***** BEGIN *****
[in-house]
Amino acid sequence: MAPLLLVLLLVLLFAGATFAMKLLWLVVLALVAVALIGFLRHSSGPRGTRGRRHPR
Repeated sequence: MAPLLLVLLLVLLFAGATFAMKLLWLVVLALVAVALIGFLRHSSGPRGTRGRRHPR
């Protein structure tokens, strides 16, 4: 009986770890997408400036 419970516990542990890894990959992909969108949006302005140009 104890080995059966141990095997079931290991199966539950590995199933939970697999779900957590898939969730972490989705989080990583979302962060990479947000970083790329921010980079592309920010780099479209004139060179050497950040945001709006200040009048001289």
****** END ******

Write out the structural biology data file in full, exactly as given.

[in-house]
Amino acid sequence: MAPLLLVLLLVLLFAGATFAMKLLWLVVLALVAVALIGFLRHSSGPRGTRGRRHPR
Repeated sequence: MAPLLLVLLLVLLFAGATFAMKLLWLVVLALVAVALIGFLRHSSGPRGTRGRRHPR
């Protein structure tokens, strides 16, 4: 009986770890997408400036 419970516990542990890894990959992909969108949006302005140009 104890080995059966141990095997079931290991199966539950590995199933939970697999779900957590898939969730972490989705989080990583979302962060990479947000970083790329921010980079592309920010780099479209004139060179050497950040945001709006200040009048001289």